EU Referendum

I didn’t want to write anything about this because it’s all been so poisonous and I don’t want to contribute to that. This is the stuff that tears apart friends and families. I don’t want that.

Repeat: I do not want this whole messy business to get between me and my family and friends. Please keep that in mind. I loves the lot of ya.

There will be more informed and insightful opinion and think pieces about this referendum and its fallout but here’s my scrambled initial thoughts.

A Brit abroad

I have to acknowledge this up front. I’m in Australia. I wasn’t planning on returning to the UK and I’m even less inclined now.

But don’t think I’m the Brit abroad convincing myself that my current pasture is greener, although I do kind of think it is, but nor am I gloating.

I am 10,000 miles away and I can feel the poison and hatred. The UK feels as bad as the US at the moment. I don’t want to walk back into that anytime soon.

I am an Australian citizen and I have felt like one for the last couple of years. It’s something which I’ve embraced and will continue to embrace. I love this country but I also love the UK. I love England. I love Europe. That’s where I was born, that’s where I grew up. I hate to see it suffer, I hate to see it divided.

It’s no longer about the EU

I don’t think this has actually been about the EU for a while.

The Leave campaign have been clever in targeting pain points that would win them votes. The issues around immigration and the economy, while related to the EU, aren’t totally dependent and could be dealt with in other way (and should have for the last few years).

Politicians have fed on discontent and fear.

People, especially those under economic stress, are rightly unhappy with the way life is and they’re rightly fearful about the future.

It’s plain wrong that this manifests itself in racism and other forms of bigotry but the Leave campaign has been cynical in fuelling this fire, perpetuating the myth that people seen as “Other” are to blame for our woes.

I think people will soon realise that the EU was not the problem. People are struggling, they’re scared. It’s been going on for ages and it seems like no one knows how to fix it. In these circumstances, they reach for change. In whatever potentially dangerous form that might take.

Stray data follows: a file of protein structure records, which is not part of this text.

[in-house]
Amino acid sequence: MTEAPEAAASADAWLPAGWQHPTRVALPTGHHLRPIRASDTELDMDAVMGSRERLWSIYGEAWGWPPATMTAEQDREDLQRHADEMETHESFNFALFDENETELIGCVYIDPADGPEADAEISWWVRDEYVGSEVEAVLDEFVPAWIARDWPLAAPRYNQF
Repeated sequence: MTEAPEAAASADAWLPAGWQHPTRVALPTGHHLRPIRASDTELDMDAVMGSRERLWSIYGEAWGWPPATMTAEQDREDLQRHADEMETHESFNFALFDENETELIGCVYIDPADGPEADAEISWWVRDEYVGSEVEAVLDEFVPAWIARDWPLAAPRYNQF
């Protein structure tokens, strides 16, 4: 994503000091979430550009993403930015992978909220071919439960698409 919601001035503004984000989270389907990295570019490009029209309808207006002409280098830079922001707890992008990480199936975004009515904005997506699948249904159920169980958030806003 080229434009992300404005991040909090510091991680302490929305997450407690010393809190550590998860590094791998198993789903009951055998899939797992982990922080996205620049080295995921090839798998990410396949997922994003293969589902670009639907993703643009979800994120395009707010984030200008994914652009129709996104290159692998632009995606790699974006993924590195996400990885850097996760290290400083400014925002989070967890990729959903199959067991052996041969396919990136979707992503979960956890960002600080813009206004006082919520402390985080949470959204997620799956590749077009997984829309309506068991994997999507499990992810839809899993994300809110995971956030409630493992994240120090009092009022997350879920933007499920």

Farage and Johnson

I’m not the first to say this. Farage and Johnson are not the bumbling, humorous Spitting Image caricatures they portray. They are professional politicians. Privileged, scheming, Machiavellian, selfish politicians with an agenda. This will be revealed. We haven’t see the worst of them yet.

(Although Farage’s comment about bullets not being fired is an indication of just how repulsive a man he is.)

Broken promises

Already Farage has gone back on the claim of putting 350m toward the NHS. This makes my blood boil.

Blatant lies, and that’s what this is, should be considered an act of corruption and treated as such.


Sterling dropping to the lowest point in 30 years, shaking global stock exchanges, including Asia. The repercussions of this are genuinely scary. Can we start listening to experts please?


Independence day

Stop saying it. It’s just offensive.

We have never been occupied or oppressed by the European Union. Farage is not a freedom fighter.

Building a wall

I have strong beliefs about the value of free movement but aside from that I think any action that goes against the cross-pollination of different cultures, ideas and values is inherently backwards.

We should embrace the fact our neighbours have different cultures, histories and languages and seek to reap the benefits of that while openly sharing our own culture and language.

A vote to leave was a vote to keep ourselves to ourselves, to put up a white picket fence and some tall evergreens so we don’t have to look at the neighbours. It’s anti-intellectual, anti-cultural and backwards.

A nation divided

It was a ridiculously close result. It points to a wider issue which cannot and must not be ignored. The divide must be addressed, people listened to and action taken. There are serious problems throughout the country that are deeper than whether or not we’re a member of the EU.

Both we and our politicians have an obligation to fix this.

Hope and kindness

This is particularly difficult for me. Because:

  1. it’s just not my typical outlook, and
  2. I’m really quite annoyed right now…

…but I must remember that the UK hasn’t been plunged into a post-apocalyptic wasteland where the undead and rabid dogs have taken over.

While the initial economic impact is genuinely frightening, everything is still unfolding. For the sake of our sanity, let’s hope for the best. For the sake of each other, let’s be nice and kind.

More thoughts…

These are just thoughts I’ve blasted out. Perhaps a second part is required. I have swirling thoughts about the potential snap election and future government (Boris a liability, Corbyn not capable of winning for Labour, the rest a shambles), and about the future of Ireland (reunification?) and Scotland (independence?).

Also, something which has been on my mind for a while but I’ve not yet expressed. And this may sound like the anti-establishment ravings of the common man, but politicians need to start acting more like what they are, our employees!

Tim Hodge

Tim Hodge

Tim Hodge lives and works in Sydney. He specialises in web content including SEO and social media. He also writes about craft beer, art, culture and football.

Feel free to contact him on Twitter @timothyhodge, Google+ and LinkedIn.
Tim Hodge

About Tim Hodge

I'm Tim, a human being living in Sydney, Australia. I spend a lot of time despairing over Leeds United and the rest of it writing, making/looking at art, reading, watching films and dabbling in SEO, social media and content marketing.
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